Editor’s Note: Child pornography charges were eventually dismissed.
BRECKENRIDGE - Dennis Flint, the former High Country Health Care CEO charged with possessing child porn, moved a step closer to a trial Monday.
In Monday's hearing, the prosecution had to show there was probable cause to take the case to trial. District Court Judge Terry Ruckriegle ultimately decided there was.
"The issue is whether or not we should even be here ... With this case being appealed ... this court doesn't have jurisdiction to preside over this hearing," said Flint's attorney Timothy Bussey, who previously had requested permission to withdraw from the case.
"The court believes it does have jurisdiction ... There is no stay of this criminal proceeding," said Ruckriegle.
An FBI agent testified Monday in graphic detail about the pornographic images allegedly found on Flint's computer in July 2006. The images were captured as screen shots by a spyware program installed by Flint's wife. According to the FBI agent, the images included children engaged in sexual conduct with adults.
The agent also said the spyware showed there was a deliberate search made for the images, shown by captured screen shots of the search terms that were entered. Afterward, there was an attempt to delete the images and other electronic records from the computer - evidence, according to the prosecution, that the pornographic images were knowingly acquired.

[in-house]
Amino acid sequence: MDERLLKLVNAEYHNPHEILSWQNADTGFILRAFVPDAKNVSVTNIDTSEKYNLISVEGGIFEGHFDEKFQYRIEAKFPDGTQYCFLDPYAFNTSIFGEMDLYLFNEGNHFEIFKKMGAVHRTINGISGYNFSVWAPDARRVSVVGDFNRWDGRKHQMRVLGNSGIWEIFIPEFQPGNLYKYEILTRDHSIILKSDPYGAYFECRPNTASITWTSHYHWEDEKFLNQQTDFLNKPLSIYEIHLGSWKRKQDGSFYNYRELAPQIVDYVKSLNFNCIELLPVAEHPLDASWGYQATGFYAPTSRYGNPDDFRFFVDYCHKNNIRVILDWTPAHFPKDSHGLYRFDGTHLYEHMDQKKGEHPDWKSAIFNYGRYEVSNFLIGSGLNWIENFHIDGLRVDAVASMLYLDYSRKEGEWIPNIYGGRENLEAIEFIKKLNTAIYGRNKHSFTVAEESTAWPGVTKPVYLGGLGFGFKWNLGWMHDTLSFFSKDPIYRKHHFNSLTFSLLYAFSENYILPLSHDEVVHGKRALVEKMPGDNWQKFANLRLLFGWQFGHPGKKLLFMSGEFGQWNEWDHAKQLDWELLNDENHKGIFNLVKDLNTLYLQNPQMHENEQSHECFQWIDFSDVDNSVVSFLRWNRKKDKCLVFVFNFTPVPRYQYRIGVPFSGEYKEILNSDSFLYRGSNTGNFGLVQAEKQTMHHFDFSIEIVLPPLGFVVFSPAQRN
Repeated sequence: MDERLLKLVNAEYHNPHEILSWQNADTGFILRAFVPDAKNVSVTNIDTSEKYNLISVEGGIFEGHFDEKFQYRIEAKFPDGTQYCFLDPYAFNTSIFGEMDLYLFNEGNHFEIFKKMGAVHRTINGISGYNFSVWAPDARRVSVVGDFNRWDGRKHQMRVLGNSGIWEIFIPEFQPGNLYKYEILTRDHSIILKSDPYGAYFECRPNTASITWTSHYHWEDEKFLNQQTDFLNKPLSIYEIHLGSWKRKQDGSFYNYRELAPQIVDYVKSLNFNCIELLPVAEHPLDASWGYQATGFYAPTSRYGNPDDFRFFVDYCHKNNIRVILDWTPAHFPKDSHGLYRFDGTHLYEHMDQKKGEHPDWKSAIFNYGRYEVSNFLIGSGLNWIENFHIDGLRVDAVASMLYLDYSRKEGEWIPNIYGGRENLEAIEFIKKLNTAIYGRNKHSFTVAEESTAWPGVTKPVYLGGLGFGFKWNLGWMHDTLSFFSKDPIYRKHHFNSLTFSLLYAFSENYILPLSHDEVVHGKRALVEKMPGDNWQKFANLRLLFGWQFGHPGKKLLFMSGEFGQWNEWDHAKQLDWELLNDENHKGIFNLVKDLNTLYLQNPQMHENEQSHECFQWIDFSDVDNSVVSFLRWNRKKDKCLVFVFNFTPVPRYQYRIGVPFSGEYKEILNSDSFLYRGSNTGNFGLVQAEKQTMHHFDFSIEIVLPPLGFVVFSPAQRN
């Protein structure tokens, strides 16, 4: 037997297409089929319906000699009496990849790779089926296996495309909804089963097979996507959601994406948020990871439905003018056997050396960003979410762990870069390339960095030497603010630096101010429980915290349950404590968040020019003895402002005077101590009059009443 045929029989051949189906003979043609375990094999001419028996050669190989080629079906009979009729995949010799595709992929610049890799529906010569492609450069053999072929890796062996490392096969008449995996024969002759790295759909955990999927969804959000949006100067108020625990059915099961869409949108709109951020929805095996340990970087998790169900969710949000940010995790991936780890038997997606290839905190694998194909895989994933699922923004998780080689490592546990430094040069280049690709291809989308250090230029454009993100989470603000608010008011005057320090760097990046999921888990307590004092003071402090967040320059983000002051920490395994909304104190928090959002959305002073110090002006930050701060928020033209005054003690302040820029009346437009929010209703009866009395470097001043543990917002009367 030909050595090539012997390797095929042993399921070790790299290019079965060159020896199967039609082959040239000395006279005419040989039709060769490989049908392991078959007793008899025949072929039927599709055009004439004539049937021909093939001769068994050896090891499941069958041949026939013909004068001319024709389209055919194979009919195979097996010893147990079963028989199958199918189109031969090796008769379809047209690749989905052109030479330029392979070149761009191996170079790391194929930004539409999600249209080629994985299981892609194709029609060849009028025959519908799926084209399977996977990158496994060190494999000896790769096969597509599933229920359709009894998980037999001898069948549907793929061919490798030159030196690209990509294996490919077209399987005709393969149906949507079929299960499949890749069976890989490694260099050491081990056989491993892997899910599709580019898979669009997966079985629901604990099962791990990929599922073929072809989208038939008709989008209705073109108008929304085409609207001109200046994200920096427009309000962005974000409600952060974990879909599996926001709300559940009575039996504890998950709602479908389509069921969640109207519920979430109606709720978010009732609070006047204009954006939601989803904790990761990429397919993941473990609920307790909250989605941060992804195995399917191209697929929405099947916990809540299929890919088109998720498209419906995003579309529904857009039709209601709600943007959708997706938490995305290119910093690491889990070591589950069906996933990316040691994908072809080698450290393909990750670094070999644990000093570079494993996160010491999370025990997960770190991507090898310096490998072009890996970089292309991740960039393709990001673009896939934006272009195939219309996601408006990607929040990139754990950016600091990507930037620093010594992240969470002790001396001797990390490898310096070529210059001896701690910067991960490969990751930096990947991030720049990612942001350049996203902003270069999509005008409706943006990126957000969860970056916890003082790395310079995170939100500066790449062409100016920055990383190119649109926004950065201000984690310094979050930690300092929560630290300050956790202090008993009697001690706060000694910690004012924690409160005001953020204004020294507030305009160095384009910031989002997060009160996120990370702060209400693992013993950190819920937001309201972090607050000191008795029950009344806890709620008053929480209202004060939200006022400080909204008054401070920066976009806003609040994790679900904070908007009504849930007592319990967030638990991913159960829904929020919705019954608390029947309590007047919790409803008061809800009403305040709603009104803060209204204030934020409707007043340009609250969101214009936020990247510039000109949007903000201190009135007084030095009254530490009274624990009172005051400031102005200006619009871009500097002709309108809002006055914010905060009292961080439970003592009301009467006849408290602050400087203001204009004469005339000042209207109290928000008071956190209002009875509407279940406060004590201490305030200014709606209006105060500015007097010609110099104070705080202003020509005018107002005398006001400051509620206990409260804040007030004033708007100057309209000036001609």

The spyware captures a screen shot every two seconds, establishing a record of the activity on the computer.
But the defense argued that the spyware doesn't show who was at the controls of the computer.
As he cross-examined the FBI agent, Bussey seemed to suggest that Flint may not have been the user of the computer. He tried to cast doubt on the agent's statements by describing how Flint's wife previously said she installed the spyware because she was concerned about their son accessing pornography on the computer.
The FBI agent acknowledged that the spyware doesn't show who is controlling the computer, but said the record showed Flint had used the computer to send e-mail on the same day, albeit not at the same time the pornographic images were viewed.
Trying to establish there is not probable cause, Bussey suggested the computer could have been used by someone else, or potentially even moved to a different location.
Attorneys for the prosecution argued there was no evidence to show anyone else might have accessed the computer during that time.
"As to the question of whether Mr. Flint was behind the computer ... the evidence shows he was the only one home while she (Flint's wife) and the two children were out of town," said deputy district attorney Anne Francis. There was also nothing to show that the computer was moved from Flint's home and used anywhere else, she added.
Ruckriegle ruled in favor of the prosecution, moving the case forward by setting a Dec. 28 date for a motions hearing.
"The court does find there is probable cause ... that Mr. Flint may have committed the crimes alleged. There is probable cause albeit through the testimony of Mrs, Flint, who may have some bias or prejudice in this case ... (But) it is not an issue for the court to determine at this juncture ... whether her testimony is credible or not," Ruckriegle concluded.
Flint's attorneys had requested the preliminary hearing in May, but were originally denied by Fifth District Judge Rachel Olquin-Fresquez.